Cookbooks, newspapers, magazines, biographies, parenting books; non-fiction tends to fill my reading 'diet'. Last week though I had in my hands a book of fiction that had me reading it at the kitchen bench, in the car parked outside River's school gate and by torch light at night while Sol slept in bed next to me.
Melbourne author Peggy Frew's book House of Sticks is her first novel released late last year. I read a review of it when it was released and made a mental note to seek a copy out. It has taken me until now to secure a copy from the local library where it has been on a reserve waiting list for many months. And now I know why.
The love between Bonnie and her partner Pete is tested by the demands of raising young children without support from extended family and by the presence of Pete's old mate Doug whose life is defined by hard times and Pete feels obliged to extend the hand of friendship and take him on to work in his business making furniture. Bonnie's frustration simmers away as Doug takes advantage of Pete's generosity sauntering in and out of their home and Pete's backyard workshop eating their food and some days not turning up to work. Doug has an unnerving edge to him that leaves you guessing which way his actions will turn the story.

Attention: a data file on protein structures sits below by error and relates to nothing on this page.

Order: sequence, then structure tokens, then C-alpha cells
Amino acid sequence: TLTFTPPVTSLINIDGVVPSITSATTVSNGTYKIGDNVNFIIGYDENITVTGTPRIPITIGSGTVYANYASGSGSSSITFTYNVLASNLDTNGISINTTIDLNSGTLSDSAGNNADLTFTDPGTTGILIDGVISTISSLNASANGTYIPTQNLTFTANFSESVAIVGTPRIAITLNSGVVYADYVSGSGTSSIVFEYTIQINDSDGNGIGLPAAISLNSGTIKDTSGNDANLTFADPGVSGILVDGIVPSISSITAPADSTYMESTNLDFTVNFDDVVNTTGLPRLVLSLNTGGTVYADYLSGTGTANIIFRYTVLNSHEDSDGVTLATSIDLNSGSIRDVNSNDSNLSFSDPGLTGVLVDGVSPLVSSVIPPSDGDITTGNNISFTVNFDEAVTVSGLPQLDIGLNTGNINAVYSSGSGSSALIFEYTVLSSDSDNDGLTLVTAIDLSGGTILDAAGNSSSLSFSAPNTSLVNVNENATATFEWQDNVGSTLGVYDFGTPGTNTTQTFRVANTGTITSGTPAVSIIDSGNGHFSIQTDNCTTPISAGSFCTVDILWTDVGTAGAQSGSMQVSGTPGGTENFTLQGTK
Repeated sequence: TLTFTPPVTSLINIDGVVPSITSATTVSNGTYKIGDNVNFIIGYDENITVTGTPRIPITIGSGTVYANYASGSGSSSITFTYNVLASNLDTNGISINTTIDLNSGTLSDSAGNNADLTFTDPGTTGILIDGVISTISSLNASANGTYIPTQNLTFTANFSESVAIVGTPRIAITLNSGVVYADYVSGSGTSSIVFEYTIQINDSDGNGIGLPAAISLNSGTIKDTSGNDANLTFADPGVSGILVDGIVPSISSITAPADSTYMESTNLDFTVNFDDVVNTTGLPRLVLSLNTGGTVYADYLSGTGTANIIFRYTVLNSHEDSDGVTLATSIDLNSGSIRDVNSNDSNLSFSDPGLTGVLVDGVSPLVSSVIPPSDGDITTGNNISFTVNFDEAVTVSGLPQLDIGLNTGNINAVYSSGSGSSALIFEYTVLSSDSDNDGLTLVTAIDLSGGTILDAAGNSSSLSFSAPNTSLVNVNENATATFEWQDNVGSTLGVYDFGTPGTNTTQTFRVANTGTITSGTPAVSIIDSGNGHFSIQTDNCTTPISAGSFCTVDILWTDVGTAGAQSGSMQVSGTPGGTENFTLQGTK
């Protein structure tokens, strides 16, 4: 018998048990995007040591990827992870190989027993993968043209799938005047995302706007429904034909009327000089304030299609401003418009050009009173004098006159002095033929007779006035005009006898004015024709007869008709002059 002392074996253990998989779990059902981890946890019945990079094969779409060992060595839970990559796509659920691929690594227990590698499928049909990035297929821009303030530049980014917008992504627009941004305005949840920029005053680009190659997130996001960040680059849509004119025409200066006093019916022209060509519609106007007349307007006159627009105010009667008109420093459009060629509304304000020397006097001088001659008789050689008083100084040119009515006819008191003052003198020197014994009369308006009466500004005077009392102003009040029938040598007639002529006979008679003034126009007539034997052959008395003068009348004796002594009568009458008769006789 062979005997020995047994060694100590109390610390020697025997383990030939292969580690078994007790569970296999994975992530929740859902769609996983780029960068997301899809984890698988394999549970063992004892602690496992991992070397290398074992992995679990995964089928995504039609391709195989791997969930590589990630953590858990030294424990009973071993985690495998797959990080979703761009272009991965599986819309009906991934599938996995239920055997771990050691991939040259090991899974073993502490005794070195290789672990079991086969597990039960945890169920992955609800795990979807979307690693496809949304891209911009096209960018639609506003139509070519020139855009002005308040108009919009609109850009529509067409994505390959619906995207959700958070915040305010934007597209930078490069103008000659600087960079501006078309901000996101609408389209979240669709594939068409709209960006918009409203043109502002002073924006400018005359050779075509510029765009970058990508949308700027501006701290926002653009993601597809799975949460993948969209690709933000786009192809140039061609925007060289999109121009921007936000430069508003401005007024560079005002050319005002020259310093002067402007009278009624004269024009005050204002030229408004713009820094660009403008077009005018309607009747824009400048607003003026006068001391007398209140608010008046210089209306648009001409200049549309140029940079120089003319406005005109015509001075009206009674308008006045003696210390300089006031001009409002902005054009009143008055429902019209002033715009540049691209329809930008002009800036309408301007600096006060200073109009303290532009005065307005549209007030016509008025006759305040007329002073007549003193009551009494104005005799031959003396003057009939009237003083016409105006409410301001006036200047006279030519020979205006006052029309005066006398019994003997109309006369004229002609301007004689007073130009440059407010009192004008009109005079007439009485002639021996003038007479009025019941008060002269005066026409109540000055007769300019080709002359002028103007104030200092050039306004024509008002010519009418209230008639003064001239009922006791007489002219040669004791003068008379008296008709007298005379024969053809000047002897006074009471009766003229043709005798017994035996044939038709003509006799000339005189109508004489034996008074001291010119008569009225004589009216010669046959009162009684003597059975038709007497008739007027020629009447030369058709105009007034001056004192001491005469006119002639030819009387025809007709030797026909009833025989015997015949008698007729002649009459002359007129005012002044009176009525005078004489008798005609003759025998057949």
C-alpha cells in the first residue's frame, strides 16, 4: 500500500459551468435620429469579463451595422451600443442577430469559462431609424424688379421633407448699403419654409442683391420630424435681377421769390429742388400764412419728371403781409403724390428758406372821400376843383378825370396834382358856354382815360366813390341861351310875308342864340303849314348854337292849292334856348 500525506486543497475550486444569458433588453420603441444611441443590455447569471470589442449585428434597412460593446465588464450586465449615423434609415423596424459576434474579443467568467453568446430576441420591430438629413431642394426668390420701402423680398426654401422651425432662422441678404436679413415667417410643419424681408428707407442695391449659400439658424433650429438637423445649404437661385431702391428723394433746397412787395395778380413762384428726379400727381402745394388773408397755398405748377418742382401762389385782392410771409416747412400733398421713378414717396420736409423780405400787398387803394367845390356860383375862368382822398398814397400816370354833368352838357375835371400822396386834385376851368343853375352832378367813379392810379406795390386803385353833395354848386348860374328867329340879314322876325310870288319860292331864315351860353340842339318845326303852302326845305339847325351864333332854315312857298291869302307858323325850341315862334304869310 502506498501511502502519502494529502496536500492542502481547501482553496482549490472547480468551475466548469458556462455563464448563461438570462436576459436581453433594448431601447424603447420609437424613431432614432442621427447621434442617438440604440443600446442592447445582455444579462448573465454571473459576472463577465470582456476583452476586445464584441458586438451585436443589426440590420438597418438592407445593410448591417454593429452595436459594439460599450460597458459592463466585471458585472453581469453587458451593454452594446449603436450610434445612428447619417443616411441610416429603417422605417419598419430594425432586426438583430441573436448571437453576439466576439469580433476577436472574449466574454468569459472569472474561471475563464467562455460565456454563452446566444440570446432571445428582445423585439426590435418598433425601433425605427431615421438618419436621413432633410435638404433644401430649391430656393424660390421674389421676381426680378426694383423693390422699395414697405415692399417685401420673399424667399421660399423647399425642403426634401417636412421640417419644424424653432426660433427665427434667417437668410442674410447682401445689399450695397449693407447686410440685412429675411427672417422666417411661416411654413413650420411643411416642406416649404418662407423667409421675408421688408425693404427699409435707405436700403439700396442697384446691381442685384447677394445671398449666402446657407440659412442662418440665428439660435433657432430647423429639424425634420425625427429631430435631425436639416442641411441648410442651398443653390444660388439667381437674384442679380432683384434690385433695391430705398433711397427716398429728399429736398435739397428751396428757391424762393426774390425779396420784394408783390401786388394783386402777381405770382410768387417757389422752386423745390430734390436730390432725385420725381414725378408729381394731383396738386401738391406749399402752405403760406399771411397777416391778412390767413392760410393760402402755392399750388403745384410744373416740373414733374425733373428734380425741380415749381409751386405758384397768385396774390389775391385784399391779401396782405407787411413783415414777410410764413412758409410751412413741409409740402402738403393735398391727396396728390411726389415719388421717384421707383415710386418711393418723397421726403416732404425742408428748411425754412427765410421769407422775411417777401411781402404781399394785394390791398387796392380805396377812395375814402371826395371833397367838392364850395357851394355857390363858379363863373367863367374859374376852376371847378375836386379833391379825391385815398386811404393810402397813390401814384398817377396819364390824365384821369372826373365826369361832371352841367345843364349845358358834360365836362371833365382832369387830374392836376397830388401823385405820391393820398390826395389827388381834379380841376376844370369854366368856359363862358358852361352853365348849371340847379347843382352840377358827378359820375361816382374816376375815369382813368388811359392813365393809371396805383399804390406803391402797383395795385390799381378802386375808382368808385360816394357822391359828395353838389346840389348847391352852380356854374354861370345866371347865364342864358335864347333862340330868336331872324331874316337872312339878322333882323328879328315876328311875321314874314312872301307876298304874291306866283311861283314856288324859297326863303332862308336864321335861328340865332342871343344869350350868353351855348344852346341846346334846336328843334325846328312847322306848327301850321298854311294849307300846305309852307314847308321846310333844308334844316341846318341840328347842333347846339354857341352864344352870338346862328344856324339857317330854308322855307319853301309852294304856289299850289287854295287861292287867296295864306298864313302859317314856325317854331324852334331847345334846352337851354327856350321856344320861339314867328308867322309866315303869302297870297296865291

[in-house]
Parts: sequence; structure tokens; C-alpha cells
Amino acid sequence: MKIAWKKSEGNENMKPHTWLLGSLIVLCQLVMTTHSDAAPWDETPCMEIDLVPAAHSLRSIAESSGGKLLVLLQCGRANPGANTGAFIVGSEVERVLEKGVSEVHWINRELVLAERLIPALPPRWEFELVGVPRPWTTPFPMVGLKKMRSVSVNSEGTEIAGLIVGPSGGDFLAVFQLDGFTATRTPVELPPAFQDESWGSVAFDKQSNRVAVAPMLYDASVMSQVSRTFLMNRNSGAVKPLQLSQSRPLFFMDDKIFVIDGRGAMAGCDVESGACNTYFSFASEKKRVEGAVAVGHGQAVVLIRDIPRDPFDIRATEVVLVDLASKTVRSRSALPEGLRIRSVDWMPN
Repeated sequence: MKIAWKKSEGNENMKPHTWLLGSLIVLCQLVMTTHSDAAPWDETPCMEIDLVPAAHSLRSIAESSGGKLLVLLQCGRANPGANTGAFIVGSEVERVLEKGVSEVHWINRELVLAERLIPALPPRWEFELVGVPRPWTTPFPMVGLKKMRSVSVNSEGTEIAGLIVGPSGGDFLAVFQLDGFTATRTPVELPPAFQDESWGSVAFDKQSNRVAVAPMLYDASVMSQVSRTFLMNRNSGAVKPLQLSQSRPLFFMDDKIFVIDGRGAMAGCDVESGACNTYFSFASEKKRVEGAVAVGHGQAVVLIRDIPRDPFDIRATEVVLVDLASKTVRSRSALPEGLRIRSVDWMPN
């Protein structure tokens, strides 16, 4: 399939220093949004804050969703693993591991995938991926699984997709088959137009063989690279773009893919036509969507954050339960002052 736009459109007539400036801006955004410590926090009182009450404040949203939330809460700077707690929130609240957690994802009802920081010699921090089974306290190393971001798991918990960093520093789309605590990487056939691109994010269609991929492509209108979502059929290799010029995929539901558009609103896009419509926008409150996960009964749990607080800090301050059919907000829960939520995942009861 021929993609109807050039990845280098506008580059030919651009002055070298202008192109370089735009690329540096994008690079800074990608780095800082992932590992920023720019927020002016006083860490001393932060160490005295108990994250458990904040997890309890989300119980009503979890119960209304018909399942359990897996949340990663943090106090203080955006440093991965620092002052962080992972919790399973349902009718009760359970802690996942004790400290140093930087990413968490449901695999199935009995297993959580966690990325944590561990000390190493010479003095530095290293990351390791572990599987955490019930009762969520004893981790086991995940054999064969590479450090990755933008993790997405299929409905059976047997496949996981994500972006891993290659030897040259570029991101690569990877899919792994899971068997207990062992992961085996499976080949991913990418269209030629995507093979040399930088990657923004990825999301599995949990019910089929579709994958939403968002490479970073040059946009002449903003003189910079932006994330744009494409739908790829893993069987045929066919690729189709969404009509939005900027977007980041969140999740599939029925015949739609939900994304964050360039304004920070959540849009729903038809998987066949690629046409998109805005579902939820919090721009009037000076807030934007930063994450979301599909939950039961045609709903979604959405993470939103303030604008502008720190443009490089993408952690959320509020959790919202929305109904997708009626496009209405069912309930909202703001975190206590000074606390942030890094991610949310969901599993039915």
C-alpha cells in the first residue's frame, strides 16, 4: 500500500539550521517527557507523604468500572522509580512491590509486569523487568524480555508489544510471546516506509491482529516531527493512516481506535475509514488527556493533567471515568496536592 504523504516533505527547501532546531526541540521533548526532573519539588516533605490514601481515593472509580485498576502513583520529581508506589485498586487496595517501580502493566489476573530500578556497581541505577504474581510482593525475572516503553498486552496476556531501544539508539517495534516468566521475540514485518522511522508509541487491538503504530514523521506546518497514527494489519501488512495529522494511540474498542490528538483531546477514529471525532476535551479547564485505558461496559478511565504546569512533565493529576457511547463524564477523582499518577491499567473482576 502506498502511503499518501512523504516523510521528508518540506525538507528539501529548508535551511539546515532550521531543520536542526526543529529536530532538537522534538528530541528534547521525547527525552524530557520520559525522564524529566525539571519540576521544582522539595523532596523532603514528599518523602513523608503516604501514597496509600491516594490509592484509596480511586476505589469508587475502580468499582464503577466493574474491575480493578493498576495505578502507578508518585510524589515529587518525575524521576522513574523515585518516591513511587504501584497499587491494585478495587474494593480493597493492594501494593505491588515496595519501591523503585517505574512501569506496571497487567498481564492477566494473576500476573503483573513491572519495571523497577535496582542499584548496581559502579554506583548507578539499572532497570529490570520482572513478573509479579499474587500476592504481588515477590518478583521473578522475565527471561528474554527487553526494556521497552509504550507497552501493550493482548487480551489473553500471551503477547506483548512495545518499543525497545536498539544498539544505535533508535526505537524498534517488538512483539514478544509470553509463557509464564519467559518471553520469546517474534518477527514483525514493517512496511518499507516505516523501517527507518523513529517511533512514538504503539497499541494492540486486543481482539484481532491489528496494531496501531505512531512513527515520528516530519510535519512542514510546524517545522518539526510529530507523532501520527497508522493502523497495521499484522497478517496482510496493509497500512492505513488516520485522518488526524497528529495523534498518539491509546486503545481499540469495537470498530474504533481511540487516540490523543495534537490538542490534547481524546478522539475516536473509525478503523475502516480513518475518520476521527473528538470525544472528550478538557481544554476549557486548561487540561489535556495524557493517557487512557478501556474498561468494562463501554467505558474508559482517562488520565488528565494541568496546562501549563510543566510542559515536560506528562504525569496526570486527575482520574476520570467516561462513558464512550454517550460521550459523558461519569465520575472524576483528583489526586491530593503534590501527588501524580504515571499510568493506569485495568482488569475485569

Frew writes of a fraught relationship between Bonnie and her mother Suzanne. A reluctant grandmother, Suzanne squeezes in an hour each week between her work commitments and playing bridge to spend with her daughter and grandchildren at the local pool. When Bonnie is pushed to dig deep and call on her mother for extra help with the children she does so with trepidation. Will Suzanne come to the party?
The other relationship Frew captures eloquently is the bond between mothers shown through Bonnie and her friend Mel. They share their woes grabbing snatches of conversation when dropping their children at kinder, or over coffee and babycinos at the local cafe and via text message. Mel is the friend that every mother feels blessed to have on her side.
Frew's observations and descriptions of the subtle details of the tensions and joys of family life connected me instantly to these characters and their story. I cared about what happened to them and read each page holding hope that all would work out well for each of them. Even Doug.
I am yet to meet a mother of small children who has not felt the relentlessness of parenting and domestic tasks weigh heavily on their spirit at times, it seems to be part of the job description and I'm still working out if or how that can be different. Until I come up with that answer I find solace in reading the stories of other women's lives be they fact or fiction.
Read a review here of House of Sticks and an interview with Peggy Frew here.
Happy wednesday to you all.